Please Sign My White House Petition

President Obama receives his “the world rejoices that you’re not George Bush” Nobel Peace Prize in Oslo, Norway in 2009. Photo: Harry Wad [CC BY-SA 3.0 ( or CC BY-SA 3.0 (, via Wikimedia Commons

If you agree with the argument below, please sign my petition. You don’t have to sign up for anything – name and email address are enough to log your signature. After 150 signatures, the petition will get a public spot on the website for all visitors to see. If somehow it gets to 100,000 signatures by May 26th, the White House will respond.

After today’s primaries, it’s a near certainty that the presidential nominees for both the Republican Party and the Democratic Party are going to be people who want to do stupid shit abroad. Any Republican nominee will re-establish torture as official American policy, antagonize Russia, threaten war with Iran, and re-commit large numbers of American troops to our misadventures in the Middle East. Hillary Clinton’s poor foreign policy instincts (Iraq War!) are well-known, though we may hope her experience as Secretary of State in President Obama’s administration has had some moderating influence on her worst tendencies.

There are probably many good reasons for him not to do this, but I’d like to see President Obama give a speech in which he tries to establish a new foreign policy doctrine based on his “don’t do stupid shit” principle. Jeffrey Goldberg wrote a fantastic profile of President Obama and his foreign policy for the April issue of The Atlantic. From the article, in a section about what to do about Syria:

  • Hillary Clinton, when she was Obama’s secretary of state, argued for an early and assertive response to Assad’s violence. In 2014, after she left office, Clinton told me that “the failure to help build up a credible fighting force of the people who were the originators of the protests against Assad … left a big vacuum, which the jihadists have now filled.” When The Atlantic published this statement, and also published Clinton’s assessment that “great nations need organizing principles, and ‘Don’t do stupid stuff’ is not an organizing principle,” Obama became “rip-shit angry,” according to one of his senior advisers. The president did not understand how “Don’t do stupid shit” could be considered a controversial slogan. Ben Rhodes recalls that “the questions we were asking in the White House were ‘Who exactly is in the stupid-shit caucus? Who is pro–stupid shit?’ ” The Iraq invasion, Obama believed, should have taught Democratic interventionists like Clinton, who had voted for its authorization, the dangers of doing stupid shit. (Clinton quickly apologized to Obama for her comments, and a Clinton spokesman announced that the two would “hug it out” on Martha’s Vineyard when they crossed paths there later.)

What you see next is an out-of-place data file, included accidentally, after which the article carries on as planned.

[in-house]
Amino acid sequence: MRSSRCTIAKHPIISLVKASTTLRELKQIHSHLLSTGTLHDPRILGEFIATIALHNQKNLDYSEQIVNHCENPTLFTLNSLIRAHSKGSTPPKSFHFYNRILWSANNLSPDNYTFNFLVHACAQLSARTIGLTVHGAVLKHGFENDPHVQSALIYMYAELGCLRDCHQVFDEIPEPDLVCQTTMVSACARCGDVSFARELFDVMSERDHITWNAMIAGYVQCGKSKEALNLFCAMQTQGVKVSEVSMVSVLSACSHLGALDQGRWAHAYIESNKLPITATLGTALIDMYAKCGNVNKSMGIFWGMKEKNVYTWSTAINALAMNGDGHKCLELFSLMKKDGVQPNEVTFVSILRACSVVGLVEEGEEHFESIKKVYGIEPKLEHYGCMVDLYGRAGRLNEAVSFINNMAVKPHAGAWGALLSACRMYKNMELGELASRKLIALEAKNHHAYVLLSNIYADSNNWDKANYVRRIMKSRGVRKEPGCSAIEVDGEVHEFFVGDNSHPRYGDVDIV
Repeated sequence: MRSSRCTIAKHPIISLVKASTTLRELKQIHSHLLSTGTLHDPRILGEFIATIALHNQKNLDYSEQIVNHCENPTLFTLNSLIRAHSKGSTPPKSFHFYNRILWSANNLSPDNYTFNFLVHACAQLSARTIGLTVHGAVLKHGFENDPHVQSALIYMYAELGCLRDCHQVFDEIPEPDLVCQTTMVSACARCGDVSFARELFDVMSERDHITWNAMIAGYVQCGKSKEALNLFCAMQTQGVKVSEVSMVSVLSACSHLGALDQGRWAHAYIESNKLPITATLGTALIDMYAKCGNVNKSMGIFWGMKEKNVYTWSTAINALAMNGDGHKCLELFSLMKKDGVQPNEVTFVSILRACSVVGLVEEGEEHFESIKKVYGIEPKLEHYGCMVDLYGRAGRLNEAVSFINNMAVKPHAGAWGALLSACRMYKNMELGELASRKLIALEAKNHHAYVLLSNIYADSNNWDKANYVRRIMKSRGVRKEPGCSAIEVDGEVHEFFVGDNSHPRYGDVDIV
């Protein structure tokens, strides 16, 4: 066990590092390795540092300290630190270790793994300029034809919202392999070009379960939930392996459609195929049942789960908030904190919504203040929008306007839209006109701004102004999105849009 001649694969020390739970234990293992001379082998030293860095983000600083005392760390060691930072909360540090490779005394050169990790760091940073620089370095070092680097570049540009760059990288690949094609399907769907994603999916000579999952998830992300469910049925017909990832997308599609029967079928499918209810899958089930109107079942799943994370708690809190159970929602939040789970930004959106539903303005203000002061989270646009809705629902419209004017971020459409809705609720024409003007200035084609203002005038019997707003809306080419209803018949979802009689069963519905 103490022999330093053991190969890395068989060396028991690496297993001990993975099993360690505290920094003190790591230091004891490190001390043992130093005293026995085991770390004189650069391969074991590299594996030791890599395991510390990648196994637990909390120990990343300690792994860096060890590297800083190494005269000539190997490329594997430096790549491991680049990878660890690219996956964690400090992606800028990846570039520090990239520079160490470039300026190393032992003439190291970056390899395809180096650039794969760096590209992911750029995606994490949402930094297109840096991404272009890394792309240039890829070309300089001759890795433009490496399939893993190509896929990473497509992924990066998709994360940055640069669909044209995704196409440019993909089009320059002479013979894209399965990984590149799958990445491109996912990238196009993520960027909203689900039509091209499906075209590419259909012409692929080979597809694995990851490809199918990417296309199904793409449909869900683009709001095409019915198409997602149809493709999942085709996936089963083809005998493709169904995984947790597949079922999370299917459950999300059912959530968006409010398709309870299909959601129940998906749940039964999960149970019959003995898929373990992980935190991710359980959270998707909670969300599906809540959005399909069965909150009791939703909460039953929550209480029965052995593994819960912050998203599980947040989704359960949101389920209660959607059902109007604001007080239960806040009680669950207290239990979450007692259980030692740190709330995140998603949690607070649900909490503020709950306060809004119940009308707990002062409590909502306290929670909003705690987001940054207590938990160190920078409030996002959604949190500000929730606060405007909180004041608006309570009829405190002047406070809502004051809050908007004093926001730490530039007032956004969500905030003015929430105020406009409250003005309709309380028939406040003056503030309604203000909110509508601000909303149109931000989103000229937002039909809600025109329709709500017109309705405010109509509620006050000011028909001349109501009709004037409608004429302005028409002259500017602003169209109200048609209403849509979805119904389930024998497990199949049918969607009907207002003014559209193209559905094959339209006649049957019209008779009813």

“Don’t do stupid shit” is a critique of generations of American foreign policy consensus that prescribes military action as the logical response to all crises, be they manufactured like Iraq in 2003, or real like Libya in 2011. The principle suggests that Americans be realistic and self-aware about what we can and cannot influence abroad, and be prudent about the use of force, which should only be deployed when there is a “direct threat.” I would very much like to see President Obama publicly state and clarify this doctrine before his presidency ends. With any luck, it would go down as one of those transformational statements about American behavior in the larger world, constraining would-be military adventurists and becoming a benchmark by which future presidents are judged. If you agree, please click the link below and sign the petition: